Central Obesity and Disease Risk in Japanese Americans

The safety and scientific validity of this study is the responsibility of the study sponsor and investigators. Listing a study does not mean it has been evaluated by the U.S. Federal Government. Read our disclaimer for details. Identifier: NCT00005365
Recruitment Status : Completed
First Posted : May 26, 2000
Last Update Posted : February 10, 2016
National Heart, Lung, and Blood Institute (NHLBI)
Information provided by:
University of Washington

Brief Summary:
To conduct a longitudinal study of central obesity and related risk factors found to be associated with hypertension and atherosclerotic cardiovascular disease (ASCVD) in a previously-examined cross-sectional cohort of second-generation Japanese Americans and in a newly-recruited cohort of third generation Japanese Americans.

Condition or disease
Cardiovascular Diseases Heart Diseases Atherosclerosis Hypertension Obesity Diabetes Mellitus, Non-insulin Dependent Hyperinsulinism Insulin Resistance Coronary Arteriosclerosis Diabetes Mellitus Metabolic Syndrome X

Detailed Description:


The study was conducted in response to a program announcment issued in 1991 on obesity and tests the hypothesis that atherosclerotic cardiovascular disease (ASCVD), hypertension, and/or non-insulin dependent diabetes mellitus (NIDDM) develop in Japanese Americans when there is a truncal pattern of weight gain (central adiposity), which is in turn accompanied by insulin resistance, hyperinsulinemia, and lipid abnormalities. This cluster of abnormalities has been called 'Syndrome X'. It is postulated that 'Syndrome X' develops in Japanese Americans in response to environmental (behavioral) factors, many of which reflect 'westernization' in this ethnic group. The research plan focuses upon the relationship between central obesity and metabolic changes and disease outcomes associated with 'Syndrome X' along with the behavioral variables that potential risk factors for the development of this cluster of abnormalities.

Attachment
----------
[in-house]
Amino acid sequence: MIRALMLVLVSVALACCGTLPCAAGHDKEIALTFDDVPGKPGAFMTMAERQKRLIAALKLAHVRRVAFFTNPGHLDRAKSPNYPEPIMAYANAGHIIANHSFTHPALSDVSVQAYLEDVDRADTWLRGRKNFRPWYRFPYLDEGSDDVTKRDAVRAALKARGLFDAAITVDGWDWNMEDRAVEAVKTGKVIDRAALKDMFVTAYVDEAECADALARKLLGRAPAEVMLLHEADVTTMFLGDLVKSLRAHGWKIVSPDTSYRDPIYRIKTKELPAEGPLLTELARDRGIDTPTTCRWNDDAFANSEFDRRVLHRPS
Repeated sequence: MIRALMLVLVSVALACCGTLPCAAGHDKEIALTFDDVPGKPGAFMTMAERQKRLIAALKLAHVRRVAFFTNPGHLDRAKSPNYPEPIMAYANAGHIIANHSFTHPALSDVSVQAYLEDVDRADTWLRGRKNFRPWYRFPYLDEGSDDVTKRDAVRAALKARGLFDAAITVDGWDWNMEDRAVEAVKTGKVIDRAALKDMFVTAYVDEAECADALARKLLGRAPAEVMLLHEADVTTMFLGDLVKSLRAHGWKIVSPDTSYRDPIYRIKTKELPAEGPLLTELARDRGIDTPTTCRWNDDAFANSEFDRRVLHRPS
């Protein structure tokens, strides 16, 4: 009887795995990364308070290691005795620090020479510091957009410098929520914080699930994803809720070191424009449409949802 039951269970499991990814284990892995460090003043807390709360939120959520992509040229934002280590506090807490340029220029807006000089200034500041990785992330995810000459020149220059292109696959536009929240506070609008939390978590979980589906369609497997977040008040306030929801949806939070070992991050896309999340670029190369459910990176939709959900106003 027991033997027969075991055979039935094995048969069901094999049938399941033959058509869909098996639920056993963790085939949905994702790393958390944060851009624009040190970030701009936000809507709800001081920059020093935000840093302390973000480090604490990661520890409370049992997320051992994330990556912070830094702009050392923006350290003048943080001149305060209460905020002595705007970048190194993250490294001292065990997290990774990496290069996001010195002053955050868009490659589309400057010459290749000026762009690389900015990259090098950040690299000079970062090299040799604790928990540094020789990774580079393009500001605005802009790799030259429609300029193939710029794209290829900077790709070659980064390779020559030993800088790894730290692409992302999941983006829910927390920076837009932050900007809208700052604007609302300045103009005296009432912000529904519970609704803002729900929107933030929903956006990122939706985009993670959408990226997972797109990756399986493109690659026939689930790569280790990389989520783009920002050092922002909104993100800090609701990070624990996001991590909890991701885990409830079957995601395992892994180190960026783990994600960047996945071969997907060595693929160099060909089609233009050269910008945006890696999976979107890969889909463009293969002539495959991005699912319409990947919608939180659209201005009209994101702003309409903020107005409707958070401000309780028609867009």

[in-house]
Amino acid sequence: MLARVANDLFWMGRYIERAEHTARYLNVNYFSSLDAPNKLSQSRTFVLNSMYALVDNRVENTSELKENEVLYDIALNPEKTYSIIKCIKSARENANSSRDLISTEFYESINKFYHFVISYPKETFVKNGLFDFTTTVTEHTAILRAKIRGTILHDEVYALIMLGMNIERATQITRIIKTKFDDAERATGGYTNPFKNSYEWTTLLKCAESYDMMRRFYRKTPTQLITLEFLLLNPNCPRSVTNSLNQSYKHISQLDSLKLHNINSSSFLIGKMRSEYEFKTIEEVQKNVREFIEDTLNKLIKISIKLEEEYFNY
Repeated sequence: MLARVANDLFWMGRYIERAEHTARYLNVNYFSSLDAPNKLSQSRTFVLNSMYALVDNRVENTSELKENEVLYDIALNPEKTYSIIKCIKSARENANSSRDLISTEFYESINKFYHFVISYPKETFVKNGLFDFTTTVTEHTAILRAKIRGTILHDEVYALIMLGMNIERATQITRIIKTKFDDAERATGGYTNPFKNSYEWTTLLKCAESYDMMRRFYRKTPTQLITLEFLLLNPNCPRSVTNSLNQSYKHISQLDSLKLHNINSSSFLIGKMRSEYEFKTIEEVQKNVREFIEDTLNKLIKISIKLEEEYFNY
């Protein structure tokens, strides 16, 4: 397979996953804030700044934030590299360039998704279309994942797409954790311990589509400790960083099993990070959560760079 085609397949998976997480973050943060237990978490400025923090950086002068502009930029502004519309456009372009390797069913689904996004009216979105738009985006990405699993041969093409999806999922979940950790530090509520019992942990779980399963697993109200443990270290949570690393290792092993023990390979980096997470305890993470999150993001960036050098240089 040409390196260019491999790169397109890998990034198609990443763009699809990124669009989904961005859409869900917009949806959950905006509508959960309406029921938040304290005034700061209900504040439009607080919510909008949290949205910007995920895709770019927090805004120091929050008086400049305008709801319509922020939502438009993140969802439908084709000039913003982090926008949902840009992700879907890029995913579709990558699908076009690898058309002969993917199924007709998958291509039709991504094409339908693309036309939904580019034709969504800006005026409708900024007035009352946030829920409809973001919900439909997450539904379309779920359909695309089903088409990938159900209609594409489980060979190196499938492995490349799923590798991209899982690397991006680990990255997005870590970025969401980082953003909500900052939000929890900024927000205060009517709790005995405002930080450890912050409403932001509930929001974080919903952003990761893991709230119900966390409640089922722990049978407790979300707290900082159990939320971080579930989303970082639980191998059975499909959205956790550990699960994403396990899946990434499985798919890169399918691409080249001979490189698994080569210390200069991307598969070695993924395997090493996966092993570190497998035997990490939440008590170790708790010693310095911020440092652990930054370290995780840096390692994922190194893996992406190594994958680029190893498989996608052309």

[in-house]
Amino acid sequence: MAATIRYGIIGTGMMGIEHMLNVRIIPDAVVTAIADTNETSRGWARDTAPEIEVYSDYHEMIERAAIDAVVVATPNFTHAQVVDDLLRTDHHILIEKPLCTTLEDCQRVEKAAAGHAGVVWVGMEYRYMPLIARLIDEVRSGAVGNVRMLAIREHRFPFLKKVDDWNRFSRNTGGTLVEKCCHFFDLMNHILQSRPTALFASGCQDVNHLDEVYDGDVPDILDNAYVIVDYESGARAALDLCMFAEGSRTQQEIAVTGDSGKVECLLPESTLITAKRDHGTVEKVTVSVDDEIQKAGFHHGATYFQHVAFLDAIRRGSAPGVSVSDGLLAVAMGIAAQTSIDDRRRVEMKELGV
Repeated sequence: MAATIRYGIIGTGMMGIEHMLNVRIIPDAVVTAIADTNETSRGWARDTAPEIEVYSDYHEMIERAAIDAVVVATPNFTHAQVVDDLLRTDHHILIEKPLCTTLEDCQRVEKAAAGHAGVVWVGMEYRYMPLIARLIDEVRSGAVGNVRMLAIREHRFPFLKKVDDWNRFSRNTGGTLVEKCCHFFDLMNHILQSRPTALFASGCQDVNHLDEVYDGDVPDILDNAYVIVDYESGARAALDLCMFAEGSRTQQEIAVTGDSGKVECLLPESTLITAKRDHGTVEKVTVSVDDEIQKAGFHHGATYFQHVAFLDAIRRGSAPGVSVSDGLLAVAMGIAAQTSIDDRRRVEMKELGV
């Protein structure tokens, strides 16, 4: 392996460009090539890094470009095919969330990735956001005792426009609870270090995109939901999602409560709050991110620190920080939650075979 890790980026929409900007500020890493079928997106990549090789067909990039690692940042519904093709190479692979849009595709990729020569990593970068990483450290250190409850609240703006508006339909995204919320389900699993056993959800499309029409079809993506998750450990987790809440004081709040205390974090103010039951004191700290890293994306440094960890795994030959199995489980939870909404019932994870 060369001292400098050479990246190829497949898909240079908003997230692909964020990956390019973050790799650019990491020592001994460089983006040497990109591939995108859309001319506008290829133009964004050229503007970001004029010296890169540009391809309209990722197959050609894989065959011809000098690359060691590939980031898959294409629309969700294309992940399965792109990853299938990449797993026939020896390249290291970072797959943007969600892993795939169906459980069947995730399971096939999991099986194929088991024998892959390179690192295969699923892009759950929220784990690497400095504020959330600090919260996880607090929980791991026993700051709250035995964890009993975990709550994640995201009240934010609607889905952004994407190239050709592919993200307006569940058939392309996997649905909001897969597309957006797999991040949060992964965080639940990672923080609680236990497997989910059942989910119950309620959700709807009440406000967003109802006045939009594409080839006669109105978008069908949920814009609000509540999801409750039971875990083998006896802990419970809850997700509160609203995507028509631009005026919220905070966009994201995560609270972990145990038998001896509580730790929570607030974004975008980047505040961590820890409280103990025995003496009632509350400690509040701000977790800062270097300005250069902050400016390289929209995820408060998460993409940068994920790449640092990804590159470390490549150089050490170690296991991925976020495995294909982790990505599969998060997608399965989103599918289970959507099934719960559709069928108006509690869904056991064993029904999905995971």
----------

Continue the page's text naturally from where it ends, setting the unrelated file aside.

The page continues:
The cohort was re-examined for diabetes, hypertension, coronary heart, disease, peripheral vascular disease, and a number of potential coronary heart disease risk factors including medical history, health practice, social history, diet, glycosylated hemoglobin, insulin, proinsulin, c-peptide, glucose, anthrometric measurements, lipids, and computed tomography on the thorax, abdomen, and thigh.

Study Type : Observational
Study Start Date : February 1993
Study Completion Date : January 1998

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Ages Eligible for Study:   45 Years to 74 Years   (Adult, Older Adult)
Sexes Eligible for Study:   All
Accepts Healthy Volunteers:   No
No eligibility criteria

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To learn more about this study, you or your doctor may contact the study research staff using the contact information provided by the sponsor.

Please refer to this study by its identifier (NCT number): NCT00005365

Sponsors and Collaborators
University of Washington
National Heart, Lung, and Blood Institute (NHLBI)
OverallOfficial: Wilfred Fujimoto University of Washington

Publications: Identifier: NCT00005365     History of Changes
Other Study ID Numbers: 4252
R01HL049293 ( U.S. NIH Grant/Contract )
First Posted: May 26, 2000    Key Record Dates
Last Update Posted: February 10, 2016
Last Verified: August 2004

Additional relevant MeSH terms:
Diabetes Mellitus
Cardiovascular Diseases
Heart Diseases
Metabolic Syndrome X
Insulin Resistance
Coronary Artery Disease
Myocardial Ischemia
Diabetes Mellitus, Type 2
Glucose Metabolism Disorders
Metabolic Diseases
Endocrine System Diseases
Nutrition Disorders
Body Weight
Signs and Symptoms
Arterial Occlusive Diseases
Vascular Diseases
Coronary Disease